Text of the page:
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The Kaiser Permanente Sepsis Risk Calculator (KP-SRC) was developed to predict early-onset neonatal sepsis (EOS), using continuous variables (local EOS incidence rates, maternal factors, infant well-being) to guide decision making.1
KP-SRC has been adopted in Plymouth and Wales, reducing antibiotic use by up to 84%2 3 compared with using National Institute for Health and Care Excellence (NICE) guidelines. This may reduce antibiotic resistance, dysbiosis,2 invasive procedures and mother–baby separation, although some safety concerns have been raised.4
We performed a virtual application of the KP-SRC versus NICE guidance on postnatal antibiotic usage and length of stay, using anonymised clinical data collected prospectively across 11 neonatal units in the West Midlands, UK. The Health Research Authority confirmed ethical approval was not required.
All infants born ≥34 weeks’ gestation between 1 January 2020 and 29 February 2020 who were commenced on antibiotics for EOS and managed as per NICE guidelines were included. Those admitted to the neonatal unit prior to commencing antibiotics were excluded.
The KP-SRC …
Collaborators PRAM Collaborators: Local leads: Dr Hannah Vawda, Ms Sarah Kirk, Dr Moataz Badawy, Dr Pooja Siddhi. Local data collection and analysis: Dr Sebastian Brown. Local data collection: Dr Mshail Mahmoud, Dr Vishanna Balbirsingh, Dr Catherine Lomax, Dr Emmeline Parfitt-Roche, Dr Andrew Pearce, Dr Lindsay Mulligan, Dr Afza Sadiq. Initial pilot work: Dr Sonia Goyal. Local Consultant Leads: Dr Kate Palmer, Dr Chandan Gupta, Dr Mohammed Buhary, Dr Michael Plunkett, Dr Paul Watson, Dr Robert Negrine, Dr Penny Broggio, Dr Raghu Krishnamurthy, Dr Cathryn Seagrave.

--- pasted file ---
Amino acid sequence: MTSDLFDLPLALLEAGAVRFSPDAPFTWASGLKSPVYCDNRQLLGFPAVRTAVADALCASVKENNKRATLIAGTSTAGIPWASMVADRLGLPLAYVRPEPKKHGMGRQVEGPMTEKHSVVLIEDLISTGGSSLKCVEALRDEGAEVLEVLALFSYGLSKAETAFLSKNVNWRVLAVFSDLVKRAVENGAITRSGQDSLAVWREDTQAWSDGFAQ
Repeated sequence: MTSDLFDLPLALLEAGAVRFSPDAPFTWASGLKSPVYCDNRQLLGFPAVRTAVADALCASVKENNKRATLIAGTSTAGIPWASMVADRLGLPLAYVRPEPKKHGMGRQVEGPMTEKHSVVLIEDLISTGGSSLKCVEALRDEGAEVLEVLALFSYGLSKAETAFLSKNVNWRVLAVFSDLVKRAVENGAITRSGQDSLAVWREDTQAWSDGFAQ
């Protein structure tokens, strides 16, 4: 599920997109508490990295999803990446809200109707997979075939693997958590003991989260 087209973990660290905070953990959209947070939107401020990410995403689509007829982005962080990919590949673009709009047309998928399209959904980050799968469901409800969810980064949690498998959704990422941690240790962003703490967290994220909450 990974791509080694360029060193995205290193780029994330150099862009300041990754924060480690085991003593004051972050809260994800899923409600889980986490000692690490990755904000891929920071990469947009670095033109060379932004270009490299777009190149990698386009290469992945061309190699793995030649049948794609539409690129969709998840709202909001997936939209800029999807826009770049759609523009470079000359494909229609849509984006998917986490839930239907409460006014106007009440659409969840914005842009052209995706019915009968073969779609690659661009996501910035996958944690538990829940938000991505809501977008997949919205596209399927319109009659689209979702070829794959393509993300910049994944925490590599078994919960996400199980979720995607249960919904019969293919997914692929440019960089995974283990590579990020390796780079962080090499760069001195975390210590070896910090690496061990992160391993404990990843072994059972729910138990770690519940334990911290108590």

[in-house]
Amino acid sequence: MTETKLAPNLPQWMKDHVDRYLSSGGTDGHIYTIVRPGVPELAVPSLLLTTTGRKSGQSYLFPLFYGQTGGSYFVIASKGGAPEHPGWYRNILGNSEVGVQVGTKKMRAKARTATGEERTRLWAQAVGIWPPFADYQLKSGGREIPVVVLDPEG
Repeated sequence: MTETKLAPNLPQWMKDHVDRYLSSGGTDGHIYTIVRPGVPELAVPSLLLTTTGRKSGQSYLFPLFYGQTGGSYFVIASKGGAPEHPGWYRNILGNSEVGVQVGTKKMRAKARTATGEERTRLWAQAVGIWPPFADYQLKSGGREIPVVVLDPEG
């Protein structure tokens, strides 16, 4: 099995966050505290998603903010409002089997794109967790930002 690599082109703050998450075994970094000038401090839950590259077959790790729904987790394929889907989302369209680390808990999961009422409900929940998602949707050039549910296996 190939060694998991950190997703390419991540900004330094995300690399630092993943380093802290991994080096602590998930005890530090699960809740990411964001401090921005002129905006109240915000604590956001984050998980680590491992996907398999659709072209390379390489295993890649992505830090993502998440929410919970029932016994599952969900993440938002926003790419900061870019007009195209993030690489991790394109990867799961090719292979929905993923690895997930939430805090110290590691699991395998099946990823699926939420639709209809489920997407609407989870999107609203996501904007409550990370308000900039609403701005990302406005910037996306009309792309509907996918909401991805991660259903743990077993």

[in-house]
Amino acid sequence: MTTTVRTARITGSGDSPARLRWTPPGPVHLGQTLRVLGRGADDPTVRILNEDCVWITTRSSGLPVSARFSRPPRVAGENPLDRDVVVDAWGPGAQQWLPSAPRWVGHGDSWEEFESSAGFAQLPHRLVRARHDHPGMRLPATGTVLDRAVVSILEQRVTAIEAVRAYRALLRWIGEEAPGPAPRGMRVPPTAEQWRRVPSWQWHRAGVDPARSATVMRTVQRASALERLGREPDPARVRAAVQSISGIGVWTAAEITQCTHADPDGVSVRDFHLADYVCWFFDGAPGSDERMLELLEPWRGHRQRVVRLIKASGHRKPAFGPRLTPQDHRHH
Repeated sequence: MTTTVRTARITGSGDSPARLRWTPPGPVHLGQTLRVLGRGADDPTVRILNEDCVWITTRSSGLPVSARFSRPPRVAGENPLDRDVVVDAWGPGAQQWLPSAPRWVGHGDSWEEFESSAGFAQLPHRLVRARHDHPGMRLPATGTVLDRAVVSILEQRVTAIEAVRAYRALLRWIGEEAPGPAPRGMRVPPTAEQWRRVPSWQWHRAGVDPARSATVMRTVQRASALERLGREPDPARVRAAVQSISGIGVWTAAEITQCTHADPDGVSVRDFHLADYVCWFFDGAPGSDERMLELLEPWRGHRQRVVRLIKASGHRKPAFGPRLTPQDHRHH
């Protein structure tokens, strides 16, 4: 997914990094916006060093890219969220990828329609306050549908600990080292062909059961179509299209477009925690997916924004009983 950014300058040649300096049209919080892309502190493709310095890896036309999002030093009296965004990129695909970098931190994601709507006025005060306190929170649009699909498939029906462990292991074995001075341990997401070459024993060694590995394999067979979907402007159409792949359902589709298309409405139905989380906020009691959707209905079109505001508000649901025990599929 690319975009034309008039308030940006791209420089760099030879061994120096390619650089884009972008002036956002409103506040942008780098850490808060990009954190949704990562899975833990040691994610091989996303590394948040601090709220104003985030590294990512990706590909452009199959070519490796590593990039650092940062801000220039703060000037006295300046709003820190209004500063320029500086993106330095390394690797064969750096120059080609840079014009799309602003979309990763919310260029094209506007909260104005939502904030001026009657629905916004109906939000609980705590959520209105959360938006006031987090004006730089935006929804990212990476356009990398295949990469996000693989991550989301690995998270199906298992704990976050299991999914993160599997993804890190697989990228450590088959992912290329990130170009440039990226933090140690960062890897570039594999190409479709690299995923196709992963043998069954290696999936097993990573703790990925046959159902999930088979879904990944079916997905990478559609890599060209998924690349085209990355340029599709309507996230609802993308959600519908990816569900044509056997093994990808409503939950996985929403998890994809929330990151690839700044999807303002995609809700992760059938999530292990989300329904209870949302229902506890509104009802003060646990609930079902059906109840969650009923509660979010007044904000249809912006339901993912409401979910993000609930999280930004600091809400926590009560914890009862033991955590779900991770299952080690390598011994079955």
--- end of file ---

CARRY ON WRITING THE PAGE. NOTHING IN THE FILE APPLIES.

Contributors This study is a collaboration lead by Paediatric Research Across the Midlands (PRAM), the West Midlands trainee-led regional research group. TJvH (1), HM (2), PS (2), RE (3), LM (4), RJ (5), NM (6), SS (1), MJ (7), MN (2), OA (7), CC (2), BM (8), AKE (7, 9), Paediatric Research Across the Midlands (PRAM) Network: (1) University Hospitals of North Midlands, (2) University Hospitals Birmingham, (3) The Shrewsbury and Telford Hospital NHS Trust, (4) Sandwell and West Birmingham Hospitals NHS Trust, (5) University College London, (6) The Dudley Group NHS Foundation Trust, (7) Birmingham Women’s and Children’s NHS Foundation Trust, (8) Royal Wolverhampton NHS Trust, (9) Institute of Metabolism and Systems Research, University of Birmingham. Project design, analysis, manuscript: TJvH, HM; supervision, project design, manuscript review: PS, AKE; local lead, data collection, manuscript: RE, LM, NM, SS, MJ, OA, CC, BM; data collection, manuscript: MN; data analysis, manuscript: RJ.
Funding The authors have not declared a specific grant for this research from any funding agency in the public, commercial or not-for-profit sectors.
Competing interests None declared.
Provenance and peer review Not commissioned; internally peer reviewed.